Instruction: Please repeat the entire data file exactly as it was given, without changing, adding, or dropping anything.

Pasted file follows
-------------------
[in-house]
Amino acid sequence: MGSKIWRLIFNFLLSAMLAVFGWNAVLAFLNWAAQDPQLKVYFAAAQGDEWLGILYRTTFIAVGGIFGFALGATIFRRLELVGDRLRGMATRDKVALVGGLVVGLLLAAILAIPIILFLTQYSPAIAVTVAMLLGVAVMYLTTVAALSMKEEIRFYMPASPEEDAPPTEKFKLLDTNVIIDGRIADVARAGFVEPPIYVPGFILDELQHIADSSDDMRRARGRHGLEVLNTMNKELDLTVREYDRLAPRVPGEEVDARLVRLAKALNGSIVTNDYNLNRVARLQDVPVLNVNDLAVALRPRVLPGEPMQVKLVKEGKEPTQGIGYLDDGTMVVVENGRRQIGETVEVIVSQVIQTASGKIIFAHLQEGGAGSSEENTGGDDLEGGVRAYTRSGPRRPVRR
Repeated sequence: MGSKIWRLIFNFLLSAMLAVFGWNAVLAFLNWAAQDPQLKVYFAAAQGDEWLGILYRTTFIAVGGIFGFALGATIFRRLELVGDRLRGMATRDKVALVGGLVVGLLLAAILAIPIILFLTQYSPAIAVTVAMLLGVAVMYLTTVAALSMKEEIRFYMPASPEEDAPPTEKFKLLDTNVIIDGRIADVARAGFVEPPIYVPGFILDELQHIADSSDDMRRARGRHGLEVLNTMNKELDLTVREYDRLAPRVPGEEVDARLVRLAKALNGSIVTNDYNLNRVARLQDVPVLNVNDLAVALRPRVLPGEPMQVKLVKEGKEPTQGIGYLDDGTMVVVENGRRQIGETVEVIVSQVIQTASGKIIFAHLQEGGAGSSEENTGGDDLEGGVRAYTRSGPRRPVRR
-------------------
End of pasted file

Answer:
[in-house]
Amino acid sequence: MGSKIWRLIFNFLLSAMLAVFGWNAVLAFLNWAAQDPQLKVYFAAAQGDEWLGILYRTTFIAVGGIFGFALGATIFRRLELVGDRLRGMATRDKVALVGGLVVGLLLAAILAIPIILFLTQYSPAIAVTVAMLLGVAVMYLTTVAALSMKEEIRFYMPASPEEDAPPTEKFKLLDTNVIIDGRIADVARAGFVEPPIYVPGFILDELQHIADSSDDMRRARGRHGLEVLNTMNKELDLTVREYDRLAPRVPGEEVDARLVRLAKALNGSIVTNDYNLNRVARLQDVPVLNVNDLAVALRPRVLPGEPMQVKLVKEGKEPTQGIGYLDDGTMVVVENGRRQIGETVEVIVSQVIQTASGKIIFAHLQEGGAGSSEENTGGDDLEGGVRAYTRSGPRRPVRR
Repeated sequence: MGSKIWRLIFNFLLSAMLAVFGWNAVLAFLNWAAQDPQLKVYFAAAQGDEWLGILYRTTFIAVGGIFGFALGATIFRRLELVGDRLRGMATRDKVALVGGLVVGLLLAAILAIPIILFLTQYSPAIAVTVAMLLGVAVMYLTTVAALSMKEEIRFYMPASPEEDAPPTEKFKLLDTNVIIDGRIADVARAGFVEPPIYVPGFILDELQHIADSSDDMRRARGRHGLEVLNTMNKELDLTVREYDRLAPRVPGEEVDARLVRLAKALNGSIVTNDYNLNRVARLQDVPVLNVNDLAVALRPRVLPGEPMQVKLVKEGKEPTQGIGYLDDGTMVVVENGRRQIGETVEVIVSQVIQTASGKIIFAHLQEGGAGSSEENTGGDDLEGGVRAYTRSGPRRPVRR